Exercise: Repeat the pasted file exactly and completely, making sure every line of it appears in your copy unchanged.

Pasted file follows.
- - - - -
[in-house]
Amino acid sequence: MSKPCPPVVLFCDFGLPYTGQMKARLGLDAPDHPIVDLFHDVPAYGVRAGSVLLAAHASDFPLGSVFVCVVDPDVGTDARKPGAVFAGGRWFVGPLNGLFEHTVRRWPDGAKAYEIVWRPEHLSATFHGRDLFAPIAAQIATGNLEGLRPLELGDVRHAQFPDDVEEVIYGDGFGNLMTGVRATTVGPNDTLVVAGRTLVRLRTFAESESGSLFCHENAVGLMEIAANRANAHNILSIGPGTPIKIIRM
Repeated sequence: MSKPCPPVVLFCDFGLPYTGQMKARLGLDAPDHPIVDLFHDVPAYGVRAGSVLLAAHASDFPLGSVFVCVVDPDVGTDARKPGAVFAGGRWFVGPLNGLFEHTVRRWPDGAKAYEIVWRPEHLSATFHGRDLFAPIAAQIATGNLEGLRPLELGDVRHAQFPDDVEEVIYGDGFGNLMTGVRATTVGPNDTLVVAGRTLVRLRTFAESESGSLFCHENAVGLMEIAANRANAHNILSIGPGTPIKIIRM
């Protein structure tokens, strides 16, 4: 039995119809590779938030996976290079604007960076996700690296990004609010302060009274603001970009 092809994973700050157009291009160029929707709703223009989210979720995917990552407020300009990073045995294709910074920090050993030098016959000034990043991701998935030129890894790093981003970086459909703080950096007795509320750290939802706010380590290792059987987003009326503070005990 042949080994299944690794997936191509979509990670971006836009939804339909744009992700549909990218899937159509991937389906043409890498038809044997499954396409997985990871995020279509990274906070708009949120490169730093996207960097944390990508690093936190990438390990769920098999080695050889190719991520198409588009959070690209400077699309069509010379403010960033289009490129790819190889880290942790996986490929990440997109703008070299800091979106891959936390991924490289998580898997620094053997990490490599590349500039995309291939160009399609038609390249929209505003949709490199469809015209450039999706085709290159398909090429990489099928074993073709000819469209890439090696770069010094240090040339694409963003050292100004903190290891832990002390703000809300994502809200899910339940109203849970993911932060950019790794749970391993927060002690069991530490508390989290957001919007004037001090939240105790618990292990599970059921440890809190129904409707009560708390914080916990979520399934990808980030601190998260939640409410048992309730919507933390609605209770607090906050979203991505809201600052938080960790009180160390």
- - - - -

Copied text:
[in-house]
Amino acid sequence: MSKPCPPVVLFCDFGLPYTGQMKARLGLDAPDHPIVDLFHDVPAYGVRAGSVLLAAHASDFPLGSVFVCVVDPDVGTDARKPGAVFAGGRWFVGPLNGLFEHTVRRWPDGAKAYEIVWRPEHLSATFHGRDLFAPIAAQIATGNLEGLRPLELGDVRHAQFPDDVEEVIYGDGFGNLMTGVRATTVGPNDTLVVAGRTLVRLRTFAESESGSLFCHENAVGLMEIAANRANAHNILSIGPGTPIKIIRM
Repeated sequence: MSKPCPPVVLFCDFGLPYTGQMKARLGLDAPDHPIVDLFHDVPAYGVRAGSVLLAAHASDFPLGSVFVCVVDPDVGTDARKPGAVFAGGRWFVGPLNGLFEHTVRRWPDGAKAYEIVWRPEHLSATFHGRDLFAPIAAQIATGNLEGLRPLELGDVRHAQFPDDVEEVIYGDGFGNLMTGVRATTVGPNDTLVVAGRTLVRLRTFAESESGSLFCHENAVGLMEIAANRANAHNILSIGPGTPIKIIRM
């Protein structure tokens, strides 16, 4: 039995119809590779938030996976290079604007960076996700690296990004609010302060009274603001970009 092809994973700050157009291009160029929707709703223009989210979720995917990552407020300009990073045995294709910074920090050993030098016959000034990043991701998935030129890894790093981003970086459909703080950096007795509320750290939802706010380590290792059987987003009326503070005990 042949080994299944690794997936191509979509990670971006836009939804339909744009992700549909990218899937159509991937389906043409890498038809044997499954396409997985990871995020279509990274906070708009949120490169730093996207960097944390990508690093936190990438390990769920098999080695050889190719991520198409588009959070690209400077699309069509010379403010960033289009490129790819190889880290942790996986490929990440997109703008070299800091979106891959936390991924490289998580898997620094053997990490490599590349500039995309291939160009399609038609390249929209505003949709490199469809015209450039999706085709290159398909090429990489099928074993073709000819469209890439090696770069010094240090040339694409963003050292100004903190290891832990002390703000809300994502809200899910339940109203849970993911932060950019790794749970391993927060002690069991530490508390989290957001919007004037001090939240105790618990292990599970059921440890809190129904409707009560708390914080916990979520399934990808980030601190998260939640409410048992309730919507933390609605209770607090906050979203991505809201600052938080960790009180160390």